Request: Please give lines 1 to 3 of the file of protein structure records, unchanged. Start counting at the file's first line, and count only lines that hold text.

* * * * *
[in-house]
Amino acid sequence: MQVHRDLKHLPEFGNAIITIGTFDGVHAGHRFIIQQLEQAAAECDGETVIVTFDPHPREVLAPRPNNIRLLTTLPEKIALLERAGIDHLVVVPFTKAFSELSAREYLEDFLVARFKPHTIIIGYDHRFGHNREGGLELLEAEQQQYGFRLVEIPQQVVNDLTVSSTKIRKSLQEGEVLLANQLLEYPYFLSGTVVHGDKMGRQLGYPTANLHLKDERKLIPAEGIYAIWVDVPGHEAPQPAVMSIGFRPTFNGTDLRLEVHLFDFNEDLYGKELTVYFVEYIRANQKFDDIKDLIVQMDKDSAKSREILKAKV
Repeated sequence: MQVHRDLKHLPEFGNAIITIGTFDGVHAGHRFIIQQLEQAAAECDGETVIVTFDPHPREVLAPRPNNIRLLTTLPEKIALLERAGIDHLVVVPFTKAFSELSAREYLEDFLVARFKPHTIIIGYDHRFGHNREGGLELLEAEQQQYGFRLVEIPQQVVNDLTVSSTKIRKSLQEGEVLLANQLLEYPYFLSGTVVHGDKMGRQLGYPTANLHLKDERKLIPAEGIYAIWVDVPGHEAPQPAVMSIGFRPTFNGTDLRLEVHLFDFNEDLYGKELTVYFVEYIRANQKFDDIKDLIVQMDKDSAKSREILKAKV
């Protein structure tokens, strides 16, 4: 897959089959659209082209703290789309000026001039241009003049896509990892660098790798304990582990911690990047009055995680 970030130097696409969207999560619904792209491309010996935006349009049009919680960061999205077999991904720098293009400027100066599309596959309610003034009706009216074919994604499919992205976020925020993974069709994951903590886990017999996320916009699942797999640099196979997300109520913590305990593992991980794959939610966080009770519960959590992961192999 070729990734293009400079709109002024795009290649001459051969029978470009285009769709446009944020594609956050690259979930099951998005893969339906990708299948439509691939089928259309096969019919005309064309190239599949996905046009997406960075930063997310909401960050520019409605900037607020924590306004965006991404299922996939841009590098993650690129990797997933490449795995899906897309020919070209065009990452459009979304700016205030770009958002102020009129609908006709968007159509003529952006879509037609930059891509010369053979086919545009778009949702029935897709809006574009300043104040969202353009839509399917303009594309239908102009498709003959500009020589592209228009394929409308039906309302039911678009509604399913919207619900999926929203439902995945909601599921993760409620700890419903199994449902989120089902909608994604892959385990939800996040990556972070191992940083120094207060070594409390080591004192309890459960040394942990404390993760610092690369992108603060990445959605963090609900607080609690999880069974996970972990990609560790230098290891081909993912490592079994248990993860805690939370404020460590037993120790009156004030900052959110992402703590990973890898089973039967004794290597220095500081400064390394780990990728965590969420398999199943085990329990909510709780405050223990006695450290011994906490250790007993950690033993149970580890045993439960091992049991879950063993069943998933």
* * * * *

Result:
[in-house]
Amino acid sequence: MQVHRDLKHLPEFGNAIITIGTFDGVHAGHRFIIQQLEQAAAECDGETVIVTFDPHPREVLAPRPNNIRLLTTLPEKIALLERAGIDHLVVVPFTKAFSELSAREYLEDFLVARFKPHTIIIGYDHRFGHNREGGLELLEAEQQQYGFRLVEIPQQVVNDLTVSSTKIRKSLQEGEVLLANQLLEYPYFLSGTVVHGDKMGRQLGYPTANLHLKDERKLIPAEGIYAIWVDVPGHEAPQPAVMSIGFRPTFNGTDLRLEVHLFDFNEDLYGKELTVYFVEYIRANQKFDDIKDLIVQMDKDSAKSREILKAKV
Repeated sequence: MQVHRDLKHLPEFGNAIITIGTFDGVHAGHRFIIQQLEQAAAECDGETVIVTFDPHPREVLAPRPNNIRLLTTLPEKIALLERAGIDHLVVVPFTKAFSELSAREYLEDFLVARFKPHTIIIGYDHRFGHNREGGLELLEAEQQQYGFRLVEIPQQVVNDLTVSSTKIRKSLQEGEVLLANQLLEYPYFLSGTVVHGDKMGRQLGYPTANLHLKDERKLIPAEGIYAIWVDVPGHEAPQPAVMSIGFRPTFNGTDLRLEVHLFDFNEDLYGKELTVYFVEYIRANQKFDDIKDLIVQMDKDSAKSREILKAKV